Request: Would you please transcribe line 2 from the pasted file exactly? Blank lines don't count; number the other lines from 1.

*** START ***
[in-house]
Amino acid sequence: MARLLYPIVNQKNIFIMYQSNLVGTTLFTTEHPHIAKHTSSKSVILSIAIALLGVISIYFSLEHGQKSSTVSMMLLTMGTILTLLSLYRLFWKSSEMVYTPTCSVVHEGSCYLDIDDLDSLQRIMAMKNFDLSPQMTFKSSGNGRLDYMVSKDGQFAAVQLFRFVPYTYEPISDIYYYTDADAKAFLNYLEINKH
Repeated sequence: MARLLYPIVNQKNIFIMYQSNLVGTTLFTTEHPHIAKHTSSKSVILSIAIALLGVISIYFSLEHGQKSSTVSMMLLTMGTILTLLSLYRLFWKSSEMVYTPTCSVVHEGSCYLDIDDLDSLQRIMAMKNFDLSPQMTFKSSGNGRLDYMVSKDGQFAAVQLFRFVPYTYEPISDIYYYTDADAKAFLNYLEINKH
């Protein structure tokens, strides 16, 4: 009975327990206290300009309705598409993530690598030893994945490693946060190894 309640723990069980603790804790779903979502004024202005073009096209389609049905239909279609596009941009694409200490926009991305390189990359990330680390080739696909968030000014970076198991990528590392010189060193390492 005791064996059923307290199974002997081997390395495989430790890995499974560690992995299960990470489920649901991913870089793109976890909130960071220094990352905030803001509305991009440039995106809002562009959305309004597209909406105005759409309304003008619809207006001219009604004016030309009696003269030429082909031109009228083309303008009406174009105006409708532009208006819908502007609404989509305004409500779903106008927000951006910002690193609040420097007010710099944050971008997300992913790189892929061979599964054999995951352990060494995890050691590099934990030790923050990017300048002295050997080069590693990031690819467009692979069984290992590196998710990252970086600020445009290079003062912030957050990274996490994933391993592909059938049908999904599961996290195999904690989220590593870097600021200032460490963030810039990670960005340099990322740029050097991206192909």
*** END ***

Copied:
Amino acid sequence: MARLLYPIVNQKNIFIMYQSNLVGTTLFTTEHPHIAKHTSSKSVILSIAIALLGVISIYFSLEHGQKSSTVSMMLLTMGTILTLLSLYRLFWKSSEMVYTPTCSVVHEGSCYLDIDDLDSLQRIMAMKNFDLSPQMTFKSSGNGRLDYMVSKDGQFAAVQLFRFVPYTYEPISDIYYYTDADAKAFLNYLEINKH